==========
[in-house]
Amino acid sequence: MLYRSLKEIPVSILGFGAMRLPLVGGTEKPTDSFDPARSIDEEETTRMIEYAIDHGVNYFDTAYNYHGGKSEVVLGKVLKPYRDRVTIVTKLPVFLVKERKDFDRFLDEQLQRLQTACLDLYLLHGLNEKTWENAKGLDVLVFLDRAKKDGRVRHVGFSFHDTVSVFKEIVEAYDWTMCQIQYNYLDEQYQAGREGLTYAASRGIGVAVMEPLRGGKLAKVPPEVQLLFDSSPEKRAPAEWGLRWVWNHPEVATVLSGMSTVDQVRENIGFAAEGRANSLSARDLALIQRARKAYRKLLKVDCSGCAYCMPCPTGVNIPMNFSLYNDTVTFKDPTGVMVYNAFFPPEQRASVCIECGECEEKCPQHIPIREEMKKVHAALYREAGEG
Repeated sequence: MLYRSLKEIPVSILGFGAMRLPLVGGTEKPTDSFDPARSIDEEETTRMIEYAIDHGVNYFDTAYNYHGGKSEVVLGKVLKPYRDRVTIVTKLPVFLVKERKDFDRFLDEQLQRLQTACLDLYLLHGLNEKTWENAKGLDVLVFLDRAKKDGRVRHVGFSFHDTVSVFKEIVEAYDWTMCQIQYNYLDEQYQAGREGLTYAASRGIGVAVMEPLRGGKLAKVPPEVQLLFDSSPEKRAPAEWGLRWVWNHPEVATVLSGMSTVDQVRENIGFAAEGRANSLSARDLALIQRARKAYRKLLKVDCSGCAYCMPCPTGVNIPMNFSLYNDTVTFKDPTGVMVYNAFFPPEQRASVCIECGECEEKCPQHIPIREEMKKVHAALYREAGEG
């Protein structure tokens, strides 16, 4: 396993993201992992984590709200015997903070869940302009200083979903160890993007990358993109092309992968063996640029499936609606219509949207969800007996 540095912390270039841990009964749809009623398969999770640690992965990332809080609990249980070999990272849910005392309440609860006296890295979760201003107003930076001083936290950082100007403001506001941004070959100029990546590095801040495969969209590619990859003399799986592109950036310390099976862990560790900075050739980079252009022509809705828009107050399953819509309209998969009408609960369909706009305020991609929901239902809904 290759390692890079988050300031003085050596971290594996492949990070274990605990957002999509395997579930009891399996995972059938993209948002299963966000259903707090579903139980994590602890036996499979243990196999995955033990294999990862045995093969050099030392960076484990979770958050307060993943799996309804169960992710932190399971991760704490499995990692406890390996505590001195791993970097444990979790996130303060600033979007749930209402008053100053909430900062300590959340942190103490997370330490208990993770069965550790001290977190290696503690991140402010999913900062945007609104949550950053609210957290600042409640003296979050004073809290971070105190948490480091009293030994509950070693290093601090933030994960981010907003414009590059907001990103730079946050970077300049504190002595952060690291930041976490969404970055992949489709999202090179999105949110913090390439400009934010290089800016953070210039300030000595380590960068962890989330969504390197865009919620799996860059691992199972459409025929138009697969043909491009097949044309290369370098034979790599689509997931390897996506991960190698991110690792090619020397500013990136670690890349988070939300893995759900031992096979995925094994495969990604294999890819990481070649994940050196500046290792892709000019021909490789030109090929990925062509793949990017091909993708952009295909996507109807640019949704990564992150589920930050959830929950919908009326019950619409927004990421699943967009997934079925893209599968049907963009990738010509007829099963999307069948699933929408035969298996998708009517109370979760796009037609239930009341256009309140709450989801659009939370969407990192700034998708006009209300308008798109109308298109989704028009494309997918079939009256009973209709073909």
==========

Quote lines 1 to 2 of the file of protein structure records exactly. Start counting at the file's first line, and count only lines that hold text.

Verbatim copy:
[in-house]
Amino acid sequence: MLYRSLKEIPVSILGFGAMRLPLVGGTEKPTDSFDPARSIDEEETTRMIEYAIDHGVNYFDTAYNYHGGKSEVVLGKVLKPYRDRVTIVTKLPVFLVKERKDFDRFLDEQLQRLQTACLDLYLLHGLNEKTWENAKGLDVLVFLDRAKKDGRVRHVGFSFHDTVSVFKEIVEAYDWTMCQIQYNYLDEQYQAGREGLTYAASRGIGVAVMEPLRGGKLAKVPPEVQLLFDSSPEKRAPAEWGLRWVWNHPEVATVLSGMSTVDQVRENIGFAAEGRANSLSARDLALIQRARKAYRKLLKVDCSGCAYCMPCPTGVNIPMNFSLYNDTVTFKDPTGVMVYNAFFPPEQRASVCIECGECEEKCPQHIPIREEMKKVHAALYREAGEG